You cannot legislate (ban underage sex trafficing) your way out of this problem because the issue is not one where the rule of law applies. It's a socioeconomic problem.

Didn't expect to see this on DPR but it's interesting.

What I have seen/read from watching similar documentaries on the subject, is not so much an issue of "survival because the government didn't provide me with food." So much as it is "survival after an individual/group of individuals stole me and forced me (physically/psychologically) into this situation."

Simply put, kids aren't voluntarily getting involved in the human trafficking scene because they are hungry.

Direct link | Posted on May 14, 2015 at 18:31 UTC
On Canon EOS 5DS / SR First Impressions Review preview (3413 comments in total)
In reply to:

Suntan: I don't really have a dog in this fight, but I must say, looking at that tulip image full-size, the quality is really rather poor.

Downsampled the image looks nice, but then, who buys a 50mp camera just to downsample the images?

Again, I have read DP long enough to appreciate that they would not have posted the image, in a discussion about the camera's dynamic range capabilities, if they did not feel it was a close representation of what people should expect.

Basically you're suggesting that people should ignore the article...

Direct link | Posted on May 13, 2015 at 14:40 UTC
On Canon EOS 5DS / SR First Impressions Review preview (3413 comments in total)
In reply to:

hotdog321: Love the "Tulip Sunrise" shot--just a gorgeous image!

But when I downloaded the high rez jpeg, I was pretty shocked at the noisy shadows. The 5D S/R doesn't appear to be nearly as good as I expected.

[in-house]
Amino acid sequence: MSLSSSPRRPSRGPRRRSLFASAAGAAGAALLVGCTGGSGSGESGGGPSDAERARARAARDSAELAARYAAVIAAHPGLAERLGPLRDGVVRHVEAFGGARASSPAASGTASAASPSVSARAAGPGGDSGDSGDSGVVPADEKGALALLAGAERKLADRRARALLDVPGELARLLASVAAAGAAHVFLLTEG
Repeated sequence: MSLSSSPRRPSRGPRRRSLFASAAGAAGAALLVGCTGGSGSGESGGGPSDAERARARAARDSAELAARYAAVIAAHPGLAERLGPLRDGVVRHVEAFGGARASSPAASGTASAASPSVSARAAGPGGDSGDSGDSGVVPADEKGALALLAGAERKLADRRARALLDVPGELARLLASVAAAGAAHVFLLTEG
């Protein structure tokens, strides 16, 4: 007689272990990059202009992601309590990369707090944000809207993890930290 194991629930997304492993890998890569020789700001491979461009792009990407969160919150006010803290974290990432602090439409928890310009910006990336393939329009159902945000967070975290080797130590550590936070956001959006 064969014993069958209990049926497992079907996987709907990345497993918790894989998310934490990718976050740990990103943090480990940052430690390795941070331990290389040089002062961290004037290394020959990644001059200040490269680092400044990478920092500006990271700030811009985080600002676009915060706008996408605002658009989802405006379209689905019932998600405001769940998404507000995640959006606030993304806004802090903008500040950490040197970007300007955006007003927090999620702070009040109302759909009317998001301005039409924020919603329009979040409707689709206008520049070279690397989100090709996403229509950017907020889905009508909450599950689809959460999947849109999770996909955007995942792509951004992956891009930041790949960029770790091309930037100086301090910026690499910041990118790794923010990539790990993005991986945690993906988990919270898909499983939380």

Not a troll--I've been shooting Canon professionally for 35 years. I'm honestly looking forward to the hypothetical 5D IV or 1DXX, but they better do a better job on these cameras than they did on the 5D S/R.

Agreed. The image looks nice at small scale, but really suffers when viewed high resolution.

Who needs a 50mp camera to make pleasant website photos?

Direct link | Posted on May 12, 2015 at 17:22 UTC
On Canon EOS 5DS / SR First Impressions Review preview (3413 comments in total)
In reply to:

Suntan: I don't really have a dog in this fight, but I must say, looking at that tulip image full-size, the quality is really rather poor.

Downsampled the image looks nice, but then, who buys a 50mp camera just to downsample the images?

@How
I am making the assumption that the DPR folk processed the image with integrity.
Be pedantic if you want, but that isn't an image that I would publish in high resolution.

Direct link | Posted on May 12, 2015 at 17:19 UTC
Total: 150, showing: 1 – 20